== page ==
Former England international Paul Stewart said he remains burdened with guilt over his failure to speak out sooner about being abused by a football coach as a child.
The one-time Tottenham and Liverpool forward, who started his professional career at Blackpool, said he believes he could have stopped his tormentor from targeting other vulnerable footballing wannabes if he had the courage to speak out.
Stewart, 52, said former Blackpool youth coach Frank Roper, who died in 2005, was the man who abused him.
He eventually spoke publicly about the attacks, decades later, in an interview with the Daily Mirror last year.
Describing the impact the ordeal has had on his life, Stewart said: "I wish now I had come forward much earlier, a long, long time ago. I do believe that first interview has helped me, though it is difficult for me to judge.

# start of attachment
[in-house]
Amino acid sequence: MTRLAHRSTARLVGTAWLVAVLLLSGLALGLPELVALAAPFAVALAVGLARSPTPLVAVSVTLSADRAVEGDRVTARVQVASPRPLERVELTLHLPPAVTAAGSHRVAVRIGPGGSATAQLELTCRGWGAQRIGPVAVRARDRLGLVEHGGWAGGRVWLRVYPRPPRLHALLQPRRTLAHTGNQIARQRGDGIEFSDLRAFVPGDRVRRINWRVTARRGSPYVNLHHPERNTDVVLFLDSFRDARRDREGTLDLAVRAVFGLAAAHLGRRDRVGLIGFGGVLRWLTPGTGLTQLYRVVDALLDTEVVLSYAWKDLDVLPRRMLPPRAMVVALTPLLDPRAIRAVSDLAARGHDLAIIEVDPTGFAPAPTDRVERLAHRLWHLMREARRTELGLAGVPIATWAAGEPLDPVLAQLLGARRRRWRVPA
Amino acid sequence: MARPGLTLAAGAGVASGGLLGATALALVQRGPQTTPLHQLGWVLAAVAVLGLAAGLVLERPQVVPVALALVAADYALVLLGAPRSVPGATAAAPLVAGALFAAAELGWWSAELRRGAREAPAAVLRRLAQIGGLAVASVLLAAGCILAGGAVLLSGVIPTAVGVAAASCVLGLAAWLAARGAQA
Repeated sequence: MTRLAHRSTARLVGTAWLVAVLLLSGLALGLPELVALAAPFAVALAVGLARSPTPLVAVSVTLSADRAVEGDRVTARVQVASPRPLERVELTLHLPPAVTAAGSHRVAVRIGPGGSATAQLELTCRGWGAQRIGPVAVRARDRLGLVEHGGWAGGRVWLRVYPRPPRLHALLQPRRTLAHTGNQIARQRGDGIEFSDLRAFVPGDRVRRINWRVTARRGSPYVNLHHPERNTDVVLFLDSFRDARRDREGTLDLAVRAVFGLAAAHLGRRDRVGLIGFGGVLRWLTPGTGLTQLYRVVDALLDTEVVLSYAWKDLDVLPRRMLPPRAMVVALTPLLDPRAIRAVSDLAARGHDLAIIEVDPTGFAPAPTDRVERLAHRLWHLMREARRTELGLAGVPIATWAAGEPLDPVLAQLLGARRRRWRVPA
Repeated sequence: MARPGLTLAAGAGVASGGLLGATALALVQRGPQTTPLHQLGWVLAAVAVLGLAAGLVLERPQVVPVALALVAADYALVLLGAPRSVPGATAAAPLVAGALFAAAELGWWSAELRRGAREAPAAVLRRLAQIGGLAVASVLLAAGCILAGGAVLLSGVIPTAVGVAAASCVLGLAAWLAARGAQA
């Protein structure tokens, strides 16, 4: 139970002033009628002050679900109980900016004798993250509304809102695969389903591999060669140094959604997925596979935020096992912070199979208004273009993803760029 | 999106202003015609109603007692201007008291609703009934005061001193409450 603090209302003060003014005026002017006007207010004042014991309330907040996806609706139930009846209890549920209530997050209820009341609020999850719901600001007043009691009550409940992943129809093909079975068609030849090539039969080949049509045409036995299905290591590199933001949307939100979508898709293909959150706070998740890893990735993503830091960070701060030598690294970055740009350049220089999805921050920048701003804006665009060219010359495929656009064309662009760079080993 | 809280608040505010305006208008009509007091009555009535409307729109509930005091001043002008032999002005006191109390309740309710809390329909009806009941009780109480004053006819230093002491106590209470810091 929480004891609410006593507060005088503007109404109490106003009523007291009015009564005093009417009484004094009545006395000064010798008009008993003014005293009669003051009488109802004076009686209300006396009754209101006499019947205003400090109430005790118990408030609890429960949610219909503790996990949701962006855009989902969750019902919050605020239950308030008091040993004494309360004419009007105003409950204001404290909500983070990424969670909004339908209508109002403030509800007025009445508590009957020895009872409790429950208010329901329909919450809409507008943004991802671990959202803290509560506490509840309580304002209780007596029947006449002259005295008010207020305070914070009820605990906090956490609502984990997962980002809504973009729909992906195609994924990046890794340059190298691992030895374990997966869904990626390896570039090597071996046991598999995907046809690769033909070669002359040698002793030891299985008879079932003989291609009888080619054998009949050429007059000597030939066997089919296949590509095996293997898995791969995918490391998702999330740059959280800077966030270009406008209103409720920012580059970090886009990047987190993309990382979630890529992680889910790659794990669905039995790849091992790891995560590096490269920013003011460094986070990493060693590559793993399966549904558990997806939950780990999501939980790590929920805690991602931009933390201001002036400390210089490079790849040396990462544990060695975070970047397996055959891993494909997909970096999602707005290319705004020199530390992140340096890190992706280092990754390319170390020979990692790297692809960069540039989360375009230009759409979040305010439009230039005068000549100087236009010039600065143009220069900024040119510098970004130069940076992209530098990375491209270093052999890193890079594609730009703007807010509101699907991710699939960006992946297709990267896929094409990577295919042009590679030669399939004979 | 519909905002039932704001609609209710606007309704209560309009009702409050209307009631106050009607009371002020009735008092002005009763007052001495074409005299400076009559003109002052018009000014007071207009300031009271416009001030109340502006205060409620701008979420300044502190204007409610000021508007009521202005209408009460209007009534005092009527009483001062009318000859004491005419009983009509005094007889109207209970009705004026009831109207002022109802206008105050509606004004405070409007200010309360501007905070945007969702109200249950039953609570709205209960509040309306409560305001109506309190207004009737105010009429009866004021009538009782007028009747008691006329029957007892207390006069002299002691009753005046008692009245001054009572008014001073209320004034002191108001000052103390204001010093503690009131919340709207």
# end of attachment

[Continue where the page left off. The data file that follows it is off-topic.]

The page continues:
"It feels like a weight has been lifted, a burden deep in my soul."
But he added: "People use the words 'brave' and 'courageous' about my decision to disclose my past. But I still feel guilty in some respects.
"I can't help thinking that had I been courageous when I was a young footballer and told my coach or manager, then I might have stopped Roper abusing countless others - I will live with that for the rest of my lift."
He said he continues to suffer from depression and has suicidal thoughts.